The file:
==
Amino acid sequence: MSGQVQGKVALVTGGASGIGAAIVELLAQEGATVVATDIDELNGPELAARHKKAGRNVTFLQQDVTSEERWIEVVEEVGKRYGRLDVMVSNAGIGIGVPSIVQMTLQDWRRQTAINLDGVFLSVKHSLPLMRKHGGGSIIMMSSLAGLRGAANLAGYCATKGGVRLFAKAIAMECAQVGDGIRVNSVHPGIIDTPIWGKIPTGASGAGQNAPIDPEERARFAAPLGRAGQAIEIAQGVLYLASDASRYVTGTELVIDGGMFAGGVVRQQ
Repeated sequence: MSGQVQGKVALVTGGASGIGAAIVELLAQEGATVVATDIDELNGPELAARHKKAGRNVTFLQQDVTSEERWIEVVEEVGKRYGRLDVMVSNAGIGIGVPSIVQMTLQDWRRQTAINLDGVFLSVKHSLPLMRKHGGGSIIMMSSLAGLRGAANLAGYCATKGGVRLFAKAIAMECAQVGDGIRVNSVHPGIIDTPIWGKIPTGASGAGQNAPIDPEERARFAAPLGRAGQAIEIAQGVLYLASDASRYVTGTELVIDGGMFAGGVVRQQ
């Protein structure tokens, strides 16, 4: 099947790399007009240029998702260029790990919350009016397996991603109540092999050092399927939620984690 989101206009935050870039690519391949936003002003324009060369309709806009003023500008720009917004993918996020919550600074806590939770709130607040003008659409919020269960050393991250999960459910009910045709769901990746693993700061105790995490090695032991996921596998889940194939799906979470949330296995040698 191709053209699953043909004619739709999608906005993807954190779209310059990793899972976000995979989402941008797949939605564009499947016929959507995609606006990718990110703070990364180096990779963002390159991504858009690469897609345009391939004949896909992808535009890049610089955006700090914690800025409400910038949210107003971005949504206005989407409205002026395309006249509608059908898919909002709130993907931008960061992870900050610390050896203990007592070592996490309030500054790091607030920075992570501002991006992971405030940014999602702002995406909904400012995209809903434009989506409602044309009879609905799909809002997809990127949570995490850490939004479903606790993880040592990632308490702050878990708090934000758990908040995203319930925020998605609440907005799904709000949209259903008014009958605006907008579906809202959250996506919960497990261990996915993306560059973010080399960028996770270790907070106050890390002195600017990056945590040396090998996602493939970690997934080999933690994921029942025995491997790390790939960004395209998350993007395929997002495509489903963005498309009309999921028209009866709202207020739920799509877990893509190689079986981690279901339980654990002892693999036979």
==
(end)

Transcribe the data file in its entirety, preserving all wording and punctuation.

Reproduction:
Amino acid sequence: MSGQVQGKVALVTGGASGIGAAIVELLAQEGATVVATDIDELNGPELAARHKKAGRNVTFLQQDVTSEERWIEVVEEVGKRYGRLDVMVSNAGIGIGVPSIVQMTLQDWRRQTAINLDGVFLSVKHSLPLMRKHGGGSIIMMSSLAGLRGAANLAGYCATKGGVRLFAKAIAMECAQVGDGIRVNSVHPGIIDTPIWGKIPTGASGAGQNAPIDPEERARFAAPLGRAGQAIEIAQGVLYLASDASRYVTGTELVIDGGMFAGGVVRQQ
Repeated sequence: MSGQVQGKVALVTGGASGIGAAIVELLAQEGATVVATDIDELNGPELAARHKKAGRNVTFLQQDVTSEERWIEVVEEVGKRYGRLDVMVSNAGIGIGVPSIVQMTLQDWRRQTAINLDGVFLSVKHSLPLMRKHGGGSIIMMSSLAGLRGAANLAGYCATKGGVRLFAKAIAMECAQVGDGIRVNSVHPGIIDTPIWGKIPTGASGAGQNAPIDPEERARFAAPLGRAGQAIEIAQGVLYLASDASRYVTGTELVIDGGMFAGGVVRQQ
């Protein structure tokens, strides 16, 4: 099947790399007009240029998702260029790990919350009016397996991603109540092999050092399927939620984690 989101206009935050870039690519391949936003002003324009060369309709806009003023500008720009917004993918996020919550600074806590939770709130607040003008659409919020269960050393991250999960459910009910045709769901990746693993700061105790995490090695032991996921596998889940194939799906979470949330296995040698 191709053209699953043909004619739709999608906005993807954190779209310059990793899972976000995979989402941008797949939605564009499947016929959507995609606006990718990110703070990364180096990779963002390159991504858009690469897609345009391939004949896909992808535009890049610089955006700090914690800025409400910038949210107003971005949504206005989407409205002026395309006249509608059908898919909002709130993907931008960061992870900050610390050896203990007592070592996490309030500054790091607030920075992570501002991006992971405030940014999602702002995406909904400012995209809903434009989506409602044309009879609905799909809002997809990127949570995490850490939004479903606790993880040592990632308490702050878990708090934000758990908040995203319930925020998605609440907005799904709000949209259903008014009958605006907008579906809202959250996506919960497990261990996915993306560059973010080399960028996770270790907070106050890390002195600017990056945590040396090998996602493939970690997934080999933690994921029942025995491997790390790939960004395209998350993007395929997002495509489903963005498309009309999921028209009866709202207020739920799509877990893509190689079986981690279901339980654990002892693999036979």